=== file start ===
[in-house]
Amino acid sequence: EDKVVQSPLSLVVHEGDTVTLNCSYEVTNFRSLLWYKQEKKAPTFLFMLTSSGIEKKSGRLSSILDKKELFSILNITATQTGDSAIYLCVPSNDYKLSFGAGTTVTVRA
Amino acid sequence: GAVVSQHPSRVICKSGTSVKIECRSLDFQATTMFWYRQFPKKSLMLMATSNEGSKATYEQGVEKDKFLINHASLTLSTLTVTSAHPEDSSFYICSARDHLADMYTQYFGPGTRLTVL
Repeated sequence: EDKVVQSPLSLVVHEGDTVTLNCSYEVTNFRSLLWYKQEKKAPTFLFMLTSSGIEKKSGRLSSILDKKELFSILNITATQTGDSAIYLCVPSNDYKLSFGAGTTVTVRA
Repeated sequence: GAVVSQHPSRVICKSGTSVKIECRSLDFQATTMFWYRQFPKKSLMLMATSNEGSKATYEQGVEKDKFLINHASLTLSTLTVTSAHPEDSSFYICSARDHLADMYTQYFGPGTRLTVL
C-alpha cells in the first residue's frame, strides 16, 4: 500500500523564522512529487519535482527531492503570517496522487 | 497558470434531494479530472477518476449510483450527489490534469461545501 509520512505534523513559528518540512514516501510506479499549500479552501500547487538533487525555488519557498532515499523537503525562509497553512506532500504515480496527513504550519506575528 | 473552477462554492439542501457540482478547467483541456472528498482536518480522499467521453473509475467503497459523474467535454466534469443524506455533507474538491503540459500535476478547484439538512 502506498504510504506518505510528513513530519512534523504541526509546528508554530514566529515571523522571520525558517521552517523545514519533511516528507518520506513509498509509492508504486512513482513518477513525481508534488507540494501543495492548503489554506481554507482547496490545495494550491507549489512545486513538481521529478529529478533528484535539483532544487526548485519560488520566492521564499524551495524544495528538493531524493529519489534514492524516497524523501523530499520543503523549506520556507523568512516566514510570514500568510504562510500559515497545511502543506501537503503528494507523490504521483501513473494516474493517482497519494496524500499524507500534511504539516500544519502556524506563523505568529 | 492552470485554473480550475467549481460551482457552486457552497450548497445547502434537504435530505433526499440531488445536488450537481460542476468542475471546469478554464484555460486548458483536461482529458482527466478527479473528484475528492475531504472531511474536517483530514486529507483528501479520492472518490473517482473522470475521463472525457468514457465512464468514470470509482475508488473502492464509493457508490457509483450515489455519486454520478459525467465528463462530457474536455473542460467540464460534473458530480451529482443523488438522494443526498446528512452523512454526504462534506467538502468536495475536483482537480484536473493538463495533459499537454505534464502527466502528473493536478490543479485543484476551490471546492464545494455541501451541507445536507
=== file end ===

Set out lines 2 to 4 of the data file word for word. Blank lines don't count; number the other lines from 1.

Amino acid sequence: EDKVVQSPLSLVVHEGDTVTLNCSYEVTNFRSLLWYKQEKKAPTFLFMLTSSGIEKKSGRLSSILDKKELFSILNITATQTGDSAIYLCVPSNDYKLSFGAGTTVTVRA
Amino acid sequence: GAVVSQHPSRVICKSGTSVKIECRSLDFQATTMFWYRQFPKKSLMLMATSNEGSKATYEQGVEKDKFLINHASLTLSTLTVTSAHPEDSSFYICSARDHLADMYTQYFGPGTRLTVL
Repeated sequence: EDKVVQSPLSLVVHEGDTVTLNCSYEVTNFRSLLWYKQEKKAPTFLFMLTSSGIEKKSGRLSSILDKKELFSILNITATQTGDSAIYLCVPSNDYKLSFGAGTTVTVRA